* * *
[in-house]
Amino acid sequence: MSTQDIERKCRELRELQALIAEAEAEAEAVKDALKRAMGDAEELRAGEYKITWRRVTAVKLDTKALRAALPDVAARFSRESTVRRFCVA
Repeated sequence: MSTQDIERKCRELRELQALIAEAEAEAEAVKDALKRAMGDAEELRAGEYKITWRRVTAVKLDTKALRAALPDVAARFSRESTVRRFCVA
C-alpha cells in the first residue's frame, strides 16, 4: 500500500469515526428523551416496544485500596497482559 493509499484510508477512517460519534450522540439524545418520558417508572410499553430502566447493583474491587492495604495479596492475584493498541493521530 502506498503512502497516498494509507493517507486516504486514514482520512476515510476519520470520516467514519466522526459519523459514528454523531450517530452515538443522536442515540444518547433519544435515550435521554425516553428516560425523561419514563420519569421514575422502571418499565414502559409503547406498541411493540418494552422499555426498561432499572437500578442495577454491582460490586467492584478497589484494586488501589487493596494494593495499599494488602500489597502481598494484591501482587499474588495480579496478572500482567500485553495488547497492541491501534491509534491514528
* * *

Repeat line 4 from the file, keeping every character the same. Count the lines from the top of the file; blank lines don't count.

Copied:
C-alpha cells in the first residue's frame, strides 16, 4: 500500500469515526428523551416496544485500596497482559 493509499484510508477512517460519534450522540439524545418520558417508572410499553430502566447493583474491587492495604495479596492475584493498541493521530 502506498503512502497516498494509507493517507486516504486514514482520512476515510476519520470520516467514519466522526459519523459514528454523531450517530452515538443522536442515540444518547433519544435515550435521554425516553428516560425523561419514563420519569421514575422502571418499565414502559409503547406498541411493540418494552422499555426498561432499572437500578442495577454491582460490586467492584478497589484494586488501589487493596494494593495499599494488602500489597502481598494484591501482587499474588495480579496478572500482567500485553495488547497492541491501534491509534491514528